At some point over the course of the average American woman’s life, she will find herself alone, whether she is divorced, widowed, single, or in a loveless, isolating relationship. And when that time comes, it is likely that she will be at a loss as to how to handle it. As a society, we have an unspoken but omnipresent belief that a woman alone is an outcast, inherently flawed in some way. In this invigorating, supportive book, psychotherapist Florence Falk aims to take the fear, doubt, confusion, and helplessness out of being a woman alone. Falk invites all women to find their own paths toward an authentic selfhood, to discover the pleasures and riches of solitude, and to reconnect with others through a newfound sense of self-confidence.
Like so many women before her, Florence Falk found herself divorced, alone, and unsure of herself. Soon she realized that by embracing her solitude for what it was—a potentially enriching and life-altering experience—she could turn what once would have felt like “loneliness” into a far more positive and empowered “aloneness.” Falk notes that each of us has two opposing drives: one causes us to yearn to make close connections with others, and the other pulls us back into ourselves, into the need for selfhood and certainty that can only be shaped through solitude. In order to be whole, she says, we must heed both of those impulses. But in our modern culture, the former is stressed while the latter is neglected, even vilified. On My Own boldly shifts that paradigm.
With inspiring, intimate stories of women from all backgrounds, Falk illuminates the essential role that being alone plays in women’s lives. Whether she is in a stable relationship or on her own, every woman must learn to be by herself; for if she can be fully free, unfettered by society’s stigmas about being alone, life and all its possibilities will open up for her. And as Falk demonstrates, once a woman has discovered the richness of solitude, she is not likely to give it up so easily.
From the Hardcover edition.
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|Title of eBook: On My Own|
|Release Date: 03-20-2007|
|Allowed Countries (hover)|
|Publisher: Crown Publishing Group|
This eBook download is available in the following formats:
|Parent title||On My Own|
|Devices||Samsung Tablet, Apple Ipad & Iphone, Barnes & Noble Nook, Kobo eReader, Aluratek Libre, Iliad, Nokia, Blackberry, Hanlin|
|Note||ePub, short for electronic publication is one of our favorites and should be yours for a couple of reasons. ePub offers reflowable text giving you flexibility to manipulate how the content is presented. Moreover, lots of cool features are now being developed for the reader like advanced video and audio. ePub is now an industry standard, so all of the "non-propreitary" hardware manufacturers are now supporting it.|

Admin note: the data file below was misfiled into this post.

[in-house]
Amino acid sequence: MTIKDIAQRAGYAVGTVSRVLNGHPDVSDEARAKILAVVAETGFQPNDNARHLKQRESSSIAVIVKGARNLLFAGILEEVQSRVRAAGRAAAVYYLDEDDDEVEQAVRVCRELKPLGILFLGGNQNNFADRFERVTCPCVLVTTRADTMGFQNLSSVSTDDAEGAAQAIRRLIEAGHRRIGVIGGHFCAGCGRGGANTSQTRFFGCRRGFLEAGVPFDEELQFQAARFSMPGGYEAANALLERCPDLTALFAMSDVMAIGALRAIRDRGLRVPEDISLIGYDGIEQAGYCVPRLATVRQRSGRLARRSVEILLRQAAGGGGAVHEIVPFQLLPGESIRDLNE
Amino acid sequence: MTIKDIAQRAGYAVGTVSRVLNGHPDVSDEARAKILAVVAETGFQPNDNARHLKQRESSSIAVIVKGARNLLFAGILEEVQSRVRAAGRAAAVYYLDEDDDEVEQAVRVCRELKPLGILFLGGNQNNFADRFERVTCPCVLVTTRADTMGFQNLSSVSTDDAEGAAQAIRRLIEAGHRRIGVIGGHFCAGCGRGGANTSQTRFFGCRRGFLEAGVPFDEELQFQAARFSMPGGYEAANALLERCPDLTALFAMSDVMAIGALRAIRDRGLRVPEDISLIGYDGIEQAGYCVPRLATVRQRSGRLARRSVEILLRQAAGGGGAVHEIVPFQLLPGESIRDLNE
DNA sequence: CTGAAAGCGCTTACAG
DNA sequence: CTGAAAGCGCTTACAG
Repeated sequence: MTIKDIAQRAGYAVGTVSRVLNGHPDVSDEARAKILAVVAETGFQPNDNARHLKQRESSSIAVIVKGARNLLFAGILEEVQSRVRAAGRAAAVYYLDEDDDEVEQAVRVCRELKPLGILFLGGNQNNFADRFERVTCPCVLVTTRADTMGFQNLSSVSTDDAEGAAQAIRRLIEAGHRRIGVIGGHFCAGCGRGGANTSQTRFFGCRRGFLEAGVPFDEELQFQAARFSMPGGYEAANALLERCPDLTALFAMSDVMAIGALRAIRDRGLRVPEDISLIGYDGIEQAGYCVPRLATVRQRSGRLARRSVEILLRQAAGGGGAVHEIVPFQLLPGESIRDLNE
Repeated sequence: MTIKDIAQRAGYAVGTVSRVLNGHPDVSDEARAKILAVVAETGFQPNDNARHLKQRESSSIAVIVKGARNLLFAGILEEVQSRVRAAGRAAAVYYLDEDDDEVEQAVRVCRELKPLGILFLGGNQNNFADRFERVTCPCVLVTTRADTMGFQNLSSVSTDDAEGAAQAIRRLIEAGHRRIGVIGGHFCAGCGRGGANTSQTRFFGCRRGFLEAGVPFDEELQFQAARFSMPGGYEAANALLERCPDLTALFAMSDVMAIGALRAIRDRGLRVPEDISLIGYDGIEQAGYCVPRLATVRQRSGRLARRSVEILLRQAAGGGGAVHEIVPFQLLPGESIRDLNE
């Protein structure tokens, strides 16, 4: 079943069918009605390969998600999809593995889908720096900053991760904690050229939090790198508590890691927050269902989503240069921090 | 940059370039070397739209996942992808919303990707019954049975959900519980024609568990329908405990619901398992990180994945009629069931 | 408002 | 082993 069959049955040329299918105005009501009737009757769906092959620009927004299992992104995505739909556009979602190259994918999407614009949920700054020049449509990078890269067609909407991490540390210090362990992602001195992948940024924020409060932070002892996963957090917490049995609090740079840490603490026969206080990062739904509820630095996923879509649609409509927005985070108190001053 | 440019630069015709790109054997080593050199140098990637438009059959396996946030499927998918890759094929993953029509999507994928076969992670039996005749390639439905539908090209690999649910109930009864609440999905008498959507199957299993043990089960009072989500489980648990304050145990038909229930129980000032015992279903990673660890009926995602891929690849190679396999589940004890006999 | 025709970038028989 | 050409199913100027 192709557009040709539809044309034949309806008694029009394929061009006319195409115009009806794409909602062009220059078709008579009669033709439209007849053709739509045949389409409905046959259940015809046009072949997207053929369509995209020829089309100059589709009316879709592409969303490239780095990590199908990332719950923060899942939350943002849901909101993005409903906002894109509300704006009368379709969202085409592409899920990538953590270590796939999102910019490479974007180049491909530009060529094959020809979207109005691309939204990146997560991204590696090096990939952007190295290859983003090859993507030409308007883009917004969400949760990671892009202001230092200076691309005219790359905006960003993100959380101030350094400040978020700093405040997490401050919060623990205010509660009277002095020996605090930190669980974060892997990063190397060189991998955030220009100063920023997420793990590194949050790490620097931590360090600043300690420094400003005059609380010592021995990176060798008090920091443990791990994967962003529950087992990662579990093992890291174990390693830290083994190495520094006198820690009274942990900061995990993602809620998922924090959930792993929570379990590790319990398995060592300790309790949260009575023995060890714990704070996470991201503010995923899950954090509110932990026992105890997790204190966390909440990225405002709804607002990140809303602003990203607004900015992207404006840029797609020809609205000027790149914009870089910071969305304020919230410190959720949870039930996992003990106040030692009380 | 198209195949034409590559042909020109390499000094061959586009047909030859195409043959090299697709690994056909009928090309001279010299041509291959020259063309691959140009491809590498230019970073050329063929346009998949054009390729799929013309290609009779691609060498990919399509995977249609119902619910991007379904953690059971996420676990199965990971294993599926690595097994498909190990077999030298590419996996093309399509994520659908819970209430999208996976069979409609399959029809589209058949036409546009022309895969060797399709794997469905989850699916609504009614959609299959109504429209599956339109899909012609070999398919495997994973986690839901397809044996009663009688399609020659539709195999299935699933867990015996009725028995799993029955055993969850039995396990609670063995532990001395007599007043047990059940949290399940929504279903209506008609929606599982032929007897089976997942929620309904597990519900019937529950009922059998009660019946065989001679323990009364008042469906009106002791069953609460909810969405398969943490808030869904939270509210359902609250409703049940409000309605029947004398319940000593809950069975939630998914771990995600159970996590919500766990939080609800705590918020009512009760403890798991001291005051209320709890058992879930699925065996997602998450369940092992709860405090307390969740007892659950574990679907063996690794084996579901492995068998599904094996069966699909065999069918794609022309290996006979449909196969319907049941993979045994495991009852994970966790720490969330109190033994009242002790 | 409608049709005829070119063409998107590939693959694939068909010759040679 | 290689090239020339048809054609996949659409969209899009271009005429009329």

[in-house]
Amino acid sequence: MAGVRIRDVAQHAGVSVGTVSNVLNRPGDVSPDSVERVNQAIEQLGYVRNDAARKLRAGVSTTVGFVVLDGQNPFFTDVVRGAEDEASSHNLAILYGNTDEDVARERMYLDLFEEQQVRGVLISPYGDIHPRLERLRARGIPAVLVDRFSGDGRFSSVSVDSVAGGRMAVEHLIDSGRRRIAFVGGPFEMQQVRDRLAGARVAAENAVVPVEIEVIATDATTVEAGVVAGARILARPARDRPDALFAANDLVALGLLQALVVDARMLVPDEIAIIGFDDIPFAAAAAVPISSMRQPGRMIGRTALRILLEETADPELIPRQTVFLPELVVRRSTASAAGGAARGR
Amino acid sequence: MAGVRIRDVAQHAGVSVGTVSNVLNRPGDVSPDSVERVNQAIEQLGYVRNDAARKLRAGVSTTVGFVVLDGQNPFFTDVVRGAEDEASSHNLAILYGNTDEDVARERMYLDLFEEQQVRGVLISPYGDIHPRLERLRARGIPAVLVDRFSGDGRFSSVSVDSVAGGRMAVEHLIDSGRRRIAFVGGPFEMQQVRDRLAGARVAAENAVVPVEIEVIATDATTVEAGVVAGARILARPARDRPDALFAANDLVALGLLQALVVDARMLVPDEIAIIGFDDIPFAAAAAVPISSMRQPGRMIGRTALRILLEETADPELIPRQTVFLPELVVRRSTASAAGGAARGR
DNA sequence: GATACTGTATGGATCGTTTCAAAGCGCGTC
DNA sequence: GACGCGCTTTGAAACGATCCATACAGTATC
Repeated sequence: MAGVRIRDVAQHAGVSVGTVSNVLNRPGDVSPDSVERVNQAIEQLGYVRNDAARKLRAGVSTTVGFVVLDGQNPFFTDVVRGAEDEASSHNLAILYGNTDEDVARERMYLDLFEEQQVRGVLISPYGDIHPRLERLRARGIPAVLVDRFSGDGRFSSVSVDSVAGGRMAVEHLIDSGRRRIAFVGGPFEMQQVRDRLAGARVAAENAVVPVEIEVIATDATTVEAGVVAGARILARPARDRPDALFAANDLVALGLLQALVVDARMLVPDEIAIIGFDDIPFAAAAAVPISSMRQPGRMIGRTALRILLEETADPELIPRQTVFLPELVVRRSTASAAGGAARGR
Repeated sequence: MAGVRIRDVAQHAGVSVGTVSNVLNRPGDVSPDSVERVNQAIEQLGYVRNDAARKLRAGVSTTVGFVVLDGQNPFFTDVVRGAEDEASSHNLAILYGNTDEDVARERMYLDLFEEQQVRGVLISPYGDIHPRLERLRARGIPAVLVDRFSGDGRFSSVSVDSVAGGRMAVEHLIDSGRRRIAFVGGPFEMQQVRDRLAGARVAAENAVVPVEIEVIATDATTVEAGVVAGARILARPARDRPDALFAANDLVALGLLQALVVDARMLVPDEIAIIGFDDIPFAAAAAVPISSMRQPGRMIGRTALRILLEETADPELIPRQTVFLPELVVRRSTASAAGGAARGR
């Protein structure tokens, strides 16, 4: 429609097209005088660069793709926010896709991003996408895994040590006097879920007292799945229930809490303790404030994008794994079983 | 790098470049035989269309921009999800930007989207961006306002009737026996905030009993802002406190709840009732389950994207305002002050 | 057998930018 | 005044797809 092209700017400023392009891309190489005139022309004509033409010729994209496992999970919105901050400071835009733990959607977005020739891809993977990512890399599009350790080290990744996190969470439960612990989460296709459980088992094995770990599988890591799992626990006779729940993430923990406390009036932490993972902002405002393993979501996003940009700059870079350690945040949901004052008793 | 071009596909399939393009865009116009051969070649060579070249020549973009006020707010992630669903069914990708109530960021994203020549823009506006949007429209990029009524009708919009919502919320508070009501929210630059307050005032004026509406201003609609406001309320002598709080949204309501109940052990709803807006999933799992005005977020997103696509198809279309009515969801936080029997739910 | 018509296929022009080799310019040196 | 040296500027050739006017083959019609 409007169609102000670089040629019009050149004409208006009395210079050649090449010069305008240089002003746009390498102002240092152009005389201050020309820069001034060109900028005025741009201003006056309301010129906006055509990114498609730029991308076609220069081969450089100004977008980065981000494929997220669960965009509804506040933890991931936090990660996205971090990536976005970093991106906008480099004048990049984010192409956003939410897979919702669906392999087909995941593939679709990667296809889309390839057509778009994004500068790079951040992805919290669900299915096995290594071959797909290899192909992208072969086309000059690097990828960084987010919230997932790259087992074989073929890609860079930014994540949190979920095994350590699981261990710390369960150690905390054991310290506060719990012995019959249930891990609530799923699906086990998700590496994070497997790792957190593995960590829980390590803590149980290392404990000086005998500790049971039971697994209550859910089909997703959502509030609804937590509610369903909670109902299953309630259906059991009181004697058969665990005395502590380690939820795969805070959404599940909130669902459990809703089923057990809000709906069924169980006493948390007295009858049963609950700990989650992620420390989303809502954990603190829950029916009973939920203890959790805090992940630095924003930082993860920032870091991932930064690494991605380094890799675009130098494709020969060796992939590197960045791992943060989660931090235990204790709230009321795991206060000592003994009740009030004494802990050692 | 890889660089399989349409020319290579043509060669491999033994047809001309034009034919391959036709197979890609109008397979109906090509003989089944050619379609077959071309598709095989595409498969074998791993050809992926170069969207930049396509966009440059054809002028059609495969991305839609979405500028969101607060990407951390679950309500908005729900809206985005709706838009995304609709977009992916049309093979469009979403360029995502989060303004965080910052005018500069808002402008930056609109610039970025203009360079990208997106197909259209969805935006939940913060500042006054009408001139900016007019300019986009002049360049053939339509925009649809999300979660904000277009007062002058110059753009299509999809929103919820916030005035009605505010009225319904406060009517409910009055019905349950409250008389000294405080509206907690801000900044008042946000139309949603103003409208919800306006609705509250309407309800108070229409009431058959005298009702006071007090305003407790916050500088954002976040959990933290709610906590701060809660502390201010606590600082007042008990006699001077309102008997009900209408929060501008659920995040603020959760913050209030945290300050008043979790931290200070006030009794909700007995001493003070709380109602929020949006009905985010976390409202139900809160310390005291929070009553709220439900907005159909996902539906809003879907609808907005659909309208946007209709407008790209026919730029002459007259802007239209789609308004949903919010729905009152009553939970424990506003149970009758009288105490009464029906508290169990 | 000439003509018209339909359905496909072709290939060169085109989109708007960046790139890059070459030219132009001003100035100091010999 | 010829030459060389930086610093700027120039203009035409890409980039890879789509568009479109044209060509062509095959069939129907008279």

On My Own
If I Am a Woman Alone, Who Am I?
It's January and breath-stopping cold, the kind of weather Lisa's Nordic blood thrives on. But today the tonic isn't working. Instead of her usual robust glow, Lisa looks wilted and solitary, as if she had rushed to get to a party only to find it was over. And in a way, this is true.
Four years after meeting at the hip downtown cabaret Joe's Pub and falling instantly in love, Lisa and Sam agreed to separate. The decision seemed to happen of its own accord, oozing out of their apathy like the insides of an egg from a cracked shell, and they were too battle-fatigued to bother cleaning up the mess.
Lisa used to say that in meeting Sam she had come as close as she could imagine to finding the right person for herself. Sam was a freelance journalist. Lisa thought he was the smartest, most exciting man she had ever met. "I fell in love not only with his mind but with his sexy bearishness-even his chipped tooth turned me on." She loved that he was left-handed and had a husky voice, the way he howled when they made love, how his body smelled. She marveled at his boundless energy, unfettered imagination, and a steady-handed discipline that allowed him to read an entire book or draft an article in one sitting. Above all, she loved that they were not only lovers but each other's "closest friend," often acting less like adults than five-year-olds, playing together in their own hermetic world, as if the one outside had ceased to exist.
A whole year had passed like that. Then slowly, subtly at first, things began to change. Was she imagining it, or was Sam becoming distant? He seemed less emotionally